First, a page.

While spring and summer are undoubtedly the most active times for severe thunderstorms across the United States, autumn also brings an increased risk of severe weather outbreaks. Dr. Gregory Forbes, a recognized severe weather expert, identified the second half of October and “especially November” as a notable time period for strong storm systems to develop. “In many ways, this is the counterpart to spring, when strong fronts and upper-air systems march across the United States. When enough warm, moist air accompanies these weather systems, the unstable conditions yield severe thunderstorms and sometimes tornadoes,” Forbes said. His statement came after he examined storm statistics and found six of the largest 55 known tornado outbreaks on record had occurred in the fall. Over 1,000 tornadoes impact the United States each year, and more occur in Texas than any other state.
There have been 1,053 tornadoes to date in 2019 in the United States, with the most recent outbreak impacting the Northern Dallas metropolitan area. The NWS Fort Worth storm survey team determined that the strongest tornado impacted North Dallas with estimated maximum winds of 140 mph, consistent with an EF-3 rating. The Dallas tornado was not only the most intense, but also the longest in duration. It was on the ground from 8:58 PM until 9:30 PM and had a path length of 15.75 miles. An EF-2 tornado was confirmed in the Garland community, with estimated maximum winds of 135 mph. Their storm survey team also confirmed four EF-1 tornadoes with an estimated maximum winds of 90-105 mph in Rowlett, Rockwall, Midlothian, and Kaufman. There were also three EF-0 tornadoes with estimated winds of 80-85mph in Ferris, Kaufman, and Wills Point. Additionally, there were numerous reports of hail, with most ranging in size from 1-2 inches, with isolated reports of hail up 3 inches in size. Straight-line winds with estimated speeds of 80 miles per hour damaged structures in Stephenville. At the time of this writing, storm surveys were still being conducted, so our list of damages may not be representative of all that occurred in Texas Sunday evening.
The National Weather Service in Fort Worth determined that the tornado would be “life-threatening” before it touched down during “Sunday Night Football,” lifting debris more than 20,000 feet in the air. Fortunately no deaths have been reported, which is impressive in itself given the sheer magnitude of the strongest storm, but even more so due to the timing of the storms. While only approximately 27% of tornadoes occur between sunset and sunrise, these tornadoes occurring in the overnight hours are 2.5 times more likely to cause fatalities than those occurring in the daytime hours, according to a 2008 study (Ashley et al). After studying roughly 48,000 tornadoes in the United States from 1950 to 2005, Ashley found that roughly one in every 20 overnight tornadoes were killers, compared to roughly one in every 50 daytime deadly tornadoes.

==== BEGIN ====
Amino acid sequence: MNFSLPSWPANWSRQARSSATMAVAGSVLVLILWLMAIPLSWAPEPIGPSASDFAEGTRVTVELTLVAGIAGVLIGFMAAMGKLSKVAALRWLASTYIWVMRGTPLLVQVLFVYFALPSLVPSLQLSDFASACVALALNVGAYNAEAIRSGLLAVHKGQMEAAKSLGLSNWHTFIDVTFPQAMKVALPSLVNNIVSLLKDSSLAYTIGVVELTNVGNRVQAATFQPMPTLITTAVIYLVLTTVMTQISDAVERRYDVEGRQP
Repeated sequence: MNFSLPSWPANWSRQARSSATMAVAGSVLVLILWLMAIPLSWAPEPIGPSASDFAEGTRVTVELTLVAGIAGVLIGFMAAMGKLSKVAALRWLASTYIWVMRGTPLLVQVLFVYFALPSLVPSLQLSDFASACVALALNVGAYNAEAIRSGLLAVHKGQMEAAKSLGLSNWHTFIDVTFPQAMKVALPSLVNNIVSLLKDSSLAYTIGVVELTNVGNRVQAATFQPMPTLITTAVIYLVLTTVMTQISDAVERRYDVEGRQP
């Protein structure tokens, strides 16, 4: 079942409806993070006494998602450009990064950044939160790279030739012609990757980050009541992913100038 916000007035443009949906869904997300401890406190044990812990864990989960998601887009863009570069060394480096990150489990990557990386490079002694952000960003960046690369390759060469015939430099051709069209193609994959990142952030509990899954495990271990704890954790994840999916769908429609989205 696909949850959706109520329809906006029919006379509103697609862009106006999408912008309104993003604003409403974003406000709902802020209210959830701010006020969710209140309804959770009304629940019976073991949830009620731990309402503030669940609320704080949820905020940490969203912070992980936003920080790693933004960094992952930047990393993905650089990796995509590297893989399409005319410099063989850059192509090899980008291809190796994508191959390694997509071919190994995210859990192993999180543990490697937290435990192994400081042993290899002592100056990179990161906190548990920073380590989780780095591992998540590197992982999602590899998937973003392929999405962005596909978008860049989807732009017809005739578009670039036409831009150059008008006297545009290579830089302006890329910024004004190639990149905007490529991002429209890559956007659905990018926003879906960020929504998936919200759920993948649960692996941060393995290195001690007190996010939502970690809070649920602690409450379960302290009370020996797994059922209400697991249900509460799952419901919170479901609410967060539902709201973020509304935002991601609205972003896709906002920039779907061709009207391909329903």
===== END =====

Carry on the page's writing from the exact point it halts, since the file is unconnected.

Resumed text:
An emergency management official from Dallas shared that the city “had a lot of advanced notice of severe storms coming through our area. As soon as we got a tornado warning from the National Weather Service, we activated our outdoor warning sirens at 9 p.m.” Dallas Mayor Eric Johnson recognized how fortunate they were, saying “Considering the path that the storm took, it went across a pretty densely populated part of our city, we should consider ourselves pretty fortunate that we didn’t lose any lives, no fatalities, and no serious injuries.” The storm left over 50,000 residents without power on Sunday night and 50 traffic lights had either lost power or were knocked down. First responders worked overnight to check on residents in a door-to-door search. At this time only three people have been hospitalized with non-life threatening injuries related to the storm. Six others also suffered noncritical injuries after an 18-wheeler overturned.
One of the stories we love that has come out of this situation is from Home Depot. As the manager became aware of the approaching weather, they got all customers out, sent home employees, and closer early. Thirty minutes later, the EF-3 tornado devastated the store.
To wrap up, we wanted tor remind you…a tornado WATCH means BE PREPARED. A tornado WARNING means TAKE ACTION. If there is a tornado watch pay extra close attention to the weather and be ready to act, because tornadoes are possible. If there is a tornado warning, find shelter immediately, and move to an interior room on the lowest floor of a sturdy building, because a tornado is occurring or will shortly. Avoid windows and cover your head to protect yourself from flying debris. Acting early helps to save lives. Keep Wireless Emergency Alerts enabled on your cell phone so you will be alerted in the event you’re in the path of a tornado, and make a severe weather plan before you need it! To find out how to create a plan for you and your family, visit ready.gov/make-a-plan.